Local authority housing chiefs could save taxpayers thousands by levelling some of Longford’s worst affected ghost estates.
Head of Longford County Council’s unfinished estates unit, Terry Rooney explained to councillors how he thought public monies would be ringfenced to deal with the issue.
“My understanding is, that when money is allocated, it will be used to demolish estates where there was no bond in place,” he said.
Mr Rooney’s comments were made at Longford County Council’s recently held monthly meeting as elected members debated the problems linked to unfinished estates across the county.
Councillors were told that instead of fencing off vacant units, two estates, Slí Corglass in Moyne and Battery Court in Longford, may have to be “partially demolished”.
In certain estates that are privately owned, like the formerly mentioned Slí Corglass, further negotiations would have to take place, he said.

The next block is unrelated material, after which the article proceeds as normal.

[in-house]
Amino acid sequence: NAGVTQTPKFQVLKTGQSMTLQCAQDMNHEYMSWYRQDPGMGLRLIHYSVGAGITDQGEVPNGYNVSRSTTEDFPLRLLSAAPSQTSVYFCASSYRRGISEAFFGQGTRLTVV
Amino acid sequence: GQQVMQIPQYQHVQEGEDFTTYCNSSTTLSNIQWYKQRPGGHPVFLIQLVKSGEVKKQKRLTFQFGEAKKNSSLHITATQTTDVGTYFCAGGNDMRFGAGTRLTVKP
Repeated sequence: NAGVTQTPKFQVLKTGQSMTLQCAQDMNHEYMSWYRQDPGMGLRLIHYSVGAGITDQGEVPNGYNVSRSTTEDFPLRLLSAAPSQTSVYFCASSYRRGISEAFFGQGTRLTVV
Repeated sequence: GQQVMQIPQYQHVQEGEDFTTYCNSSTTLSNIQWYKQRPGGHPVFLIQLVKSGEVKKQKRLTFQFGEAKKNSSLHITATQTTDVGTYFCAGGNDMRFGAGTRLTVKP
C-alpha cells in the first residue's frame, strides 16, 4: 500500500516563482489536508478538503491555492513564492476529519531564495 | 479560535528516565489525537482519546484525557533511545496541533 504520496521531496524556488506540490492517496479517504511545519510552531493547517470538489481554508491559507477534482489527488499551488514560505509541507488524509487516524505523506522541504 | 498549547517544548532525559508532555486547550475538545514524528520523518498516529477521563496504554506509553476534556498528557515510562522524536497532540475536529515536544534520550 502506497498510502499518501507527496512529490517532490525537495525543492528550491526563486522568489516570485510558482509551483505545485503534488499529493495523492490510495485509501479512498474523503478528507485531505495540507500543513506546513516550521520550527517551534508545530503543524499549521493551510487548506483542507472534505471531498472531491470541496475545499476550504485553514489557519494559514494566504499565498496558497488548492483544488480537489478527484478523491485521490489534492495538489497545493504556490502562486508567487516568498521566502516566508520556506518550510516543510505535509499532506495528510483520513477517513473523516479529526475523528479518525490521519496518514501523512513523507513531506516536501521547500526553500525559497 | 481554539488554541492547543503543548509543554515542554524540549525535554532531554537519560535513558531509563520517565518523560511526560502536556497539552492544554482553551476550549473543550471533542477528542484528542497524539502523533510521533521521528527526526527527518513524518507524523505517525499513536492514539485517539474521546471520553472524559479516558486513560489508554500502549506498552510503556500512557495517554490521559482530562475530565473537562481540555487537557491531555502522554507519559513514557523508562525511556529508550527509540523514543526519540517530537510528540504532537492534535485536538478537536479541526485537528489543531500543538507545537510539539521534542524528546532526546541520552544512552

“We as a local authority have to come up with what is known as a Site Resolution Plan. Therefore, if, the owners for example, are the banks and they decide that it is going to be cheaper to knock a property, the demolition will take place.”
Around 60 people attended a public meeting in Dromard two weeks ago to air their views over Slí Corglass, a 19-house development which presently has just three properties occupied.
Secretary of Dromard Rural Development, Peter Masterson said the talks had been productive especially as Mr Rooney was present.
He did however highlight the difficulties associated with developments still to be taken in charge by local authorities.
“The thing is it (Slí Corglass) is privately owned,” he said.
“We can’t just go in and inspect the quality or lack of a property’s quality.
“At least before anything happens, it seems the public will be consulted which can only help in moving the process forward.”
Separately, the Government has decided to abolish 40 ghost estates across the country starting from early 2014. It is not yet known which estates will be demolished.